By Daniel Wible | August 29, 2003

Okay, the following represents my best efforts to keep things PG, or at worst, PG-13. This is a family website, after all. Anyway, remember that summer when you first discovered the subtle (or maybe not so subtle, as the case may be) charms of the opposite sex? Yeah, that was an interesting summer. Your hormones were potent enough to power multiple New Yorks and even the so-so-looking girl next door suddenly became the fourth Charlie’s angel. And every time she passed, remember how you quietly fantasized about you and her being the last two people on earth? Or what would happen if the two of you were trapped in a very small space for hours and hours? Surely you remember that. Of course, those fantasies matured over the years, as you did, becoming more and more… ummm, shall we say X-rated. But hey, we fantasize because we are human, despite what old, hypocritical men of the “cloth” may tell you. The short film “Love Life” is a playfully creative and refreshingly honest account of one woman’s sexual fantasy after a fleeting glimpse of a stranger on the street. It just so happens that the stranger is another woman. Calm down guys, it’s not exactly what you think. You see, “Love Life” was written and directed by a woman, Nanci Gaglio, and is far from exploitive garbage like “American Pie 2” or “Old School”. (Not that exploitive garbage is necessarily a bad thing.)
Labeling the film a purely “sexual” fantasy, as well as focusing on its sexual orientation, does it a great disservice however. “Love Life” is really about those moments when we ask: what if? What if life didn’t suck? What if I was happier and smarter and more important in the world? What if all my desires could be quenched by profoundly passionate lovemaking beyond my wildest dreams? Or in the case of this particular woman: What if I wasn’t crippled? The film’s main character (Chaia Milstein), who remains nameless, is wheelchair-bound and sickly. Her existence is cold and gray and virtually devoid of life. Yet after locking eyes with a woman (Tina Walsch) for but a second, she indulges in a whirlwind daydream in which the world is warm and bright and teeming with life. Within minutes, she sees herself going to college, graduating, and then finding a good job. The fantasy culminates in an outrageously erotic encounter with the woman on the street. On a bed of red satin sheets, the two naked women copulate without ever having said a word.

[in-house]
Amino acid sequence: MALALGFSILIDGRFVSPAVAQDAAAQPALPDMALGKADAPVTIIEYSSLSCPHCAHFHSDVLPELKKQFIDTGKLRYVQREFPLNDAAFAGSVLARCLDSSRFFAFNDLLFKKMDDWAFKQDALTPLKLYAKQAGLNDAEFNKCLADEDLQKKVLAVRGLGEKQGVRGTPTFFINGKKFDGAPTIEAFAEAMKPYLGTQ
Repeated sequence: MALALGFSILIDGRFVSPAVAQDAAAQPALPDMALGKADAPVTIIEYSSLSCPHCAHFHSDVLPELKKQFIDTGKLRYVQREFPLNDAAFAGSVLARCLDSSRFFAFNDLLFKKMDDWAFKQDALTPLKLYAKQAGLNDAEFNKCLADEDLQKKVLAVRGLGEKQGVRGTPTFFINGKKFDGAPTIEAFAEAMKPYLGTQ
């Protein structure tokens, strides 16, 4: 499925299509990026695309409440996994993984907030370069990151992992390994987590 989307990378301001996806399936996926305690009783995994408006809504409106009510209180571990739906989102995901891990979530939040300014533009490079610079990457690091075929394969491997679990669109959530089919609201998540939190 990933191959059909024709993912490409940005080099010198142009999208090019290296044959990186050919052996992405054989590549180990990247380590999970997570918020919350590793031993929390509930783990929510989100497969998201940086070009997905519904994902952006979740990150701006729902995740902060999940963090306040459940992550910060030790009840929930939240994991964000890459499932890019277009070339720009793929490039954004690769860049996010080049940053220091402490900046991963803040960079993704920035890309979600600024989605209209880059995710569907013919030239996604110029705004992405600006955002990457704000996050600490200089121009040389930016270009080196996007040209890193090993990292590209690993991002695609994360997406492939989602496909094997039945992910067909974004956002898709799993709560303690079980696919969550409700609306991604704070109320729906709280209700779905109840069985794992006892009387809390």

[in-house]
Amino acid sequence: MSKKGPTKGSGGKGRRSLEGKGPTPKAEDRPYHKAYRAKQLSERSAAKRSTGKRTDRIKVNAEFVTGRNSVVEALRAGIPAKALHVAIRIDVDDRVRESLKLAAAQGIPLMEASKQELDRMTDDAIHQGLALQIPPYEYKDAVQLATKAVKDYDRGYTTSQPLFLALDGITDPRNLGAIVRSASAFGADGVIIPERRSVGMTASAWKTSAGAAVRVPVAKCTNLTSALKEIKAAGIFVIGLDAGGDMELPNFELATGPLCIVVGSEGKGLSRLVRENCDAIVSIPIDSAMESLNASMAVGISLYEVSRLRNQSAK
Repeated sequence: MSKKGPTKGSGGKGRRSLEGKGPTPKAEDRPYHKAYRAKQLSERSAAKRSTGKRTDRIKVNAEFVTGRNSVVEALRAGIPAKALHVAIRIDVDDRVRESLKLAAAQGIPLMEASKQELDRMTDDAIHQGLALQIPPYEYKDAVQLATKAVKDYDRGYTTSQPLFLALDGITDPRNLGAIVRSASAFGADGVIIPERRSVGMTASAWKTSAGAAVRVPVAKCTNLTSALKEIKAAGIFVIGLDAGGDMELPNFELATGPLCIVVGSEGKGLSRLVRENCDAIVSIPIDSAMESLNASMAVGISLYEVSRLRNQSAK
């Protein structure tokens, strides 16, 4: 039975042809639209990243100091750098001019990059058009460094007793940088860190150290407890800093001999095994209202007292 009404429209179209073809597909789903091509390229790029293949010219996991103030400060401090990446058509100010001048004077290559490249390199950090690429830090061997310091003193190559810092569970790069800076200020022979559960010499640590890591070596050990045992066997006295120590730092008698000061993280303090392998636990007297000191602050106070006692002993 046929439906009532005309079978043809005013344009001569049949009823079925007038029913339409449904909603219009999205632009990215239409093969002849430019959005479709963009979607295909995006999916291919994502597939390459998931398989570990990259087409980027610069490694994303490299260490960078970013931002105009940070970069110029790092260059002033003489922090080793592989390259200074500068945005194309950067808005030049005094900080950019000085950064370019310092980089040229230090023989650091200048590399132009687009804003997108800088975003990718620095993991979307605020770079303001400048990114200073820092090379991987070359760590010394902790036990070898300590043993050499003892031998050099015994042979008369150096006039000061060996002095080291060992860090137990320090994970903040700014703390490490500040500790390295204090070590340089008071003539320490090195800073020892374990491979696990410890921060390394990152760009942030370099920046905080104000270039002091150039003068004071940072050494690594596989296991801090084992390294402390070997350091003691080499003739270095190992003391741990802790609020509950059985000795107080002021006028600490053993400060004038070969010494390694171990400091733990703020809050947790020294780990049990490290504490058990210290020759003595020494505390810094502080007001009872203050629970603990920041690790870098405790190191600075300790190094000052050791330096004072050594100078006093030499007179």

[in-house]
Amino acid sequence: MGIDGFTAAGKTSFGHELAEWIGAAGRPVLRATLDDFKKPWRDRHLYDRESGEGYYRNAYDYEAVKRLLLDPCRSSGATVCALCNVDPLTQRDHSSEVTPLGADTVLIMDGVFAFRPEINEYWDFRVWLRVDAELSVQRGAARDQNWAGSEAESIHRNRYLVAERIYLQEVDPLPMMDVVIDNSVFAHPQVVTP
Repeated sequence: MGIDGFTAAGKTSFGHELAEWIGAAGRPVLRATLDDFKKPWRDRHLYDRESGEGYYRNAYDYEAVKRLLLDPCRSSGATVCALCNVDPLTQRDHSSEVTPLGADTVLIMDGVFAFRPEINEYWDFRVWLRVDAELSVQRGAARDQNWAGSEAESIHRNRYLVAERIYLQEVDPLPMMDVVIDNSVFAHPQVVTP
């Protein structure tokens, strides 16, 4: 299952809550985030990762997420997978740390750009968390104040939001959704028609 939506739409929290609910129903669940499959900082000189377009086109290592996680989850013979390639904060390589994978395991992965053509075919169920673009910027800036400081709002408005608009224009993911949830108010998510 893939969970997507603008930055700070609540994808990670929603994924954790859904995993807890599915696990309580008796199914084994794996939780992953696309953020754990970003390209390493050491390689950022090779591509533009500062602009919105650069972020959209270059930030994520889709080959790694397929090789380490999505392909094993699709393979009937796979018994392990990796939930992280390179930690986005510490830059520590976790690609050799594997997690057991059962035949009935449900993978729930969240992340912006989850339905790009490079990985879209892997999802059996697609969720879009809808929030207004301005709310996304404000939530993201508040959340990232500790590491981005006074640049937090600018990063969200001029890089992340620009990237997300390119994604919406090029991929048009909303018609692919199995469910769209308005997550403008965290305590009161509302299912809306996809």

“Love Life” was clearly conceived as a sort of modern silent film, replete with exaggerated soundtrack, slapstick comedy, and precipitous pacing. Nanci Gaglio’s use of these elements is both skillful and clever. The two main actresses, Milstein and Walsch, are to be commended for their fearless display of their not-exactly-Maxim-esque figures at the film’s climax (no pun intended). Yet while the film is essentially well made and sometimes quite funny, in the end it doesn’t amount to much more than simply… a dream. Call it ‘lesbian escapism’ if you will, it really doesn’t matter. It’s a fun ride, but then you wake up. All dreams are after all, only fleeting.

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